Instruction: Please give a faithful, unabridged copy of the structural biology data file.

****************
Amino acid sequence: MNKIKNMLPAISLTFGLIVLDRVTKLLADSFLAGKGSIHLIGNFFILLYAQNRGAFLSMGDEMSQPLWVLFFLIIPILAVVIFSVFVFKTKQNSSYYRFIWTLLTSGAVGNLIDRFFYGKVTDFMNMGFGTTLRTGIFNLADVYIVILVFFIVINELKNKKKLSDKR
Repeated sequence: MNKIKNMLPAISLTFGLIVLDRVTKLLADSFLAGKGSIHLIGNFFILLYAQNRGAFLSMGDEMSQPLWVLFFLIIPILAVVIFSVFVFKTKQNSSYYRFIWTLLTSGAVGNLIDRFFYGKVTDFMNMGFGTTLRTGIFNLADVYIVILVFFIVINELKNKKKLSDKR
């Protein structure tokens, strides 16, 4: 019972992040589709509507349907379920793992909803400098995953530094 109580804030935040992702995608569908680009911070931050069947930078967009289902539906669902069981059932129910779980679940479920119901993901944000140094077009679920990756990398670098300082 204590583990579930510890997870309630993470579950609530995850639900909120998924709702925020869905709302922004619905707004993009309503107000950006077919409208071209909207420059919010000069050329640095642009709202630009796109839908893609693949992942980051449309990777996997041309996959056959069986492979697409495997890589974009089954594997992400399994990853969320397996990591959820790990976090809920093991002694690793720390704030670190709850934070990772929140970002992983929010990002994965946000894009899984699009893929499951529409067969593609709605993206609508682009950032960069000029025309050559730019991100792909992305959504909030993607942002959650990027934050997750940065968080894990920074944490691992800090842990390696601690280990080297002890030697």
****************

Amino acid sequence: MNKIKNMLPAISLTFGLIVLDRVTKLLADSFLAGKGSIHLIGNFFILLYAQNRGAFLSMGDEMSQPLWVLFFLIIPILAVVIFSVFVFKTKQNSSYYRFIWTLLTSGAVGNLIDRFFYGKVTDFMNMGFGTTLRTGIFNLADVYIVILVFFIVINELKNKKKLSDKR
Repeated sequence: MNKIKNMLPAISLTFGLIVLDRVTKLLADSFLAGKGSIHLIGNFFILLYAQNRGAFLSMGDEMSQPLWVLFFLIIPILAVVIFSVFVFKTKQNSSYYRFIWTLLTSGAVGNLIDRFFYGKVTDFMNMGFGTTLRTGIFNLADVYIVILVFFIVINELKNKKKLSDKR
């Protein structure tokens, strides 16, 4: 019972992040589709509507349907379920793992909803400098995953530094 109580804030935040992702995608569908680009911070931050069947930078967009289902539906669902069981059932129910779980679940479920119901993901944000140094077009679920990756990398670098300082 204590583990579930510890997870309630993470579950609530995850639900909120998924709702925020869905709302922004619905707004993009309503107000950006077919409208071209909207420059919010000069050329640095642009709202630009796109839908893609693949992942980051449309990777996997041309996959056959069986492979697409495997890589974009089954594997992400399994990853969320397996990591959820790990976090809920093991002694690793720390704030670190709850934070990772929140970002992983929010990002994965946000894009899984699009893929499951529409067969593609709605993206609508682009950032960069000029025309050559730019991100792909992305959504909030993607942002959650990027934050997750940065968080894990920074944490691992800090842990390696601690280990080297002890030697």